Report: More people are skipping out on medical treatment to save money
CHARLOTTESVILLE, Va. (WVIR) - New research from the CDC and Federal Reserve shows that people are skipping out on medical treatment or improperly taking medication to save money.
Both reports show how external factors such as increases in housing and rent cost play a role in how people treat their personal health.
“This has been a growing trend of people putting off really important medical care because it’s too expensive for them to afford their own insurance or the out of pocket expenses,” Charlottesville Free Clinic Executive Director Susan Sherman said.
According to a recent survey from the Federal Reserve, 28% of Americans missed some form of healthcare in 2022 because they could not afford it.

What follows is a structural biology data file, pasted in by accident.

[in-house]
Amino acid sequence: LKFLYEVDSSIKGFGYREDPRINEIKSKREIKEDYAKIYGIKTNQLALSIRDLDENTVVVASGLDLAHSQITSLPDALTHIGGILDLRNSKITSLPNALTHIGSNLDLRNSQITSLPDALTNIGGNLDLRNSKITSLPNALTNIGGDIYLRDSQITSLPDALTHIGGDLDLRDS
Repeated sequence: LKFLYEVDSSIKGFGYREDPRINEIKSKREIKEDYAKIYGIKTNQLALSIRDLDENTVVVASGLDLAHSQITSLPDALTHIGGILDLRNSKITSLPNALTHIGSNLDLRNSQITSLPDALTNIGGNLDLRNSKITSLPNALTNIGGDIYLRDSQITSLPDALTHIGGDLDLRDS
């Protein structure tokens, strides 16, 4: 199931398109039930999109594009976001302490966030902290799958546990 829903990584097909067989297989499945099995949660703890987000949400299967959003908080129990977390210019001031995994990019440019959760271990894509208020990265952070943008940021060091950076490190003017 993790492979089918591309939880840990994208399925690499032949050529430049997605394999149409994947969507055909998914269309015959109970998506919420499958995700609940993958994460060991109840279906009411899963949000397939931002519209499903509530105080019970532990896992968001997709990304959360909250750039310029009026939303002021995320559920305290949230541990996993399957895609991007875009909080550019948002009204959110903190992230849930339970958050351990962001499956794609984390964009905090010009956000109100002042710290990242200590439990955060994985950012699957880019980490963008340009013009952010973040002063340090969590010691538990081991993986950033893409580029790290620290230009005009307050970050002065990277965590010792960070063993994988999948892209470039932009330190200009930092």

“When people are having to make the choice between paying rent, getting groceries, or going to the dentist, getting their eyes checked, or even going to a medical appointment, it’s rent and groceries and childcare. Those are going to win the day,” Sherman said.
A report from the CDC shows nearly 1 in 10 adults ages 18 to 64 who had medication in 2021 did not take it as directed in order to save money.
Rufus Phillips is the CEO of the Virginia Association of Free and Charitable Clinics.
He says the cost of living in Virginia has certainly played a role in these numbers.
“Some parts of Virginia, we have some of the more expensive areas to live in in the United States, or at least up and down the East Coast, whether that’s Northern Virginia, or an area like Charlottesville, for instance,” Phillips said. “If you’ve got a chronic condition and you’re not keeping up with your appointments and your prescriptions, things can go south very, very fast.”
For the full report from the CDC click here.
For the full report from the Federal Reserve click here.
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